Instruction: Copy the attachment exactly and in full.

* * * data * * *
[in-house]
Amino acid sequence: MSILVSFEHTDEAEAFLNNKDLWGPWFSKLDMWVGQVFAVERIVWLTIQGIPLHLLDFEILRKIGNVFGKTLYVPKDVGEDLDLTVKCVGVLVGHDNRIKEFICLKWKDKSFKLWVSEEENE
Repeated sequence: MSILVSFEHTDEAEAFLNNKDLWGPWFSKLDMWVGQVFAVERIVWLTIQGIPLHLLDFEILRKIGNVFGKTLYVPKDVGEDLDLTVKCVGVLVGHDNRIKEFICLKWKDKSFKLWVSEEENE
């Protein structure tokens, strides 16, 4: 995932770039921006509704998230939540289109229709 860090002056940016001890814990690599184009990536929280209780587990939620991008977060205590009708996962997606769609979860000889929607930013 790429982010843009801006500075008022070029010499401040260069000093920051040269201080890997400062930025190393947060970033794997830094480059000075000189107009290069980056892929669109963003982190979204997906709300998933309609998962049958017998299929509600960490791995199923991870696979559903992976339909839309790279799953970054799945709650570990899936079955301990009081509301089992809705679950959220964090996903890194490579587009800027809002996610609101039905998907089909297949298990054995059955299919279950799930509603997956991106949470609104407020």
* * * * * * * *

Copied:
[in-house]
Amino acid sequence: MSILVSFEHTDEAEAFLNNKDLWGPWFSKLDMWVGQVFAVERIVWLTIQGIPLHLLDFEILRKIGNVFGKTLYVPKDVGEDLDLTVKCVGVLVGHDNRIKEFICLKWKDKSFKLWVSEEENE
Repeated sequence: MSILVSFEHTDEAEAFLNNKDLWGPWFSKLDMWVGQVFAVERIVWLTIQGIPLHLLDFEILRKIGNVFGKTLYVPKDVGEDLDLTVKCVGVLVGHDNRIKEFICLKWKDKSFKLWVSEEENE
């Protein structure tokens, strides 16, 4: 995932770039921006509704998230939540289109229709 860090002056940016001890814990690599184009990536929280209780587990939620991008977060205590009708996962997606769609979860000889929607930013 790429982010843009801006500075008022070029010499401040260069000093920051040269201080890997400062930025190393947060970033794997830094480059000075000189107009290069980056892929669109963003982190979204997906709300998933309609998962049958017998299929509600960490791995199923991870696979559903992976339909839309790279799953970054799945709650570990899936079955301990009081509301089992809705679950959220964090996903890194490579587009800027809002996610609101039905998907089909297949298990054995059955299919279950799930509603997956991106949470609104407020």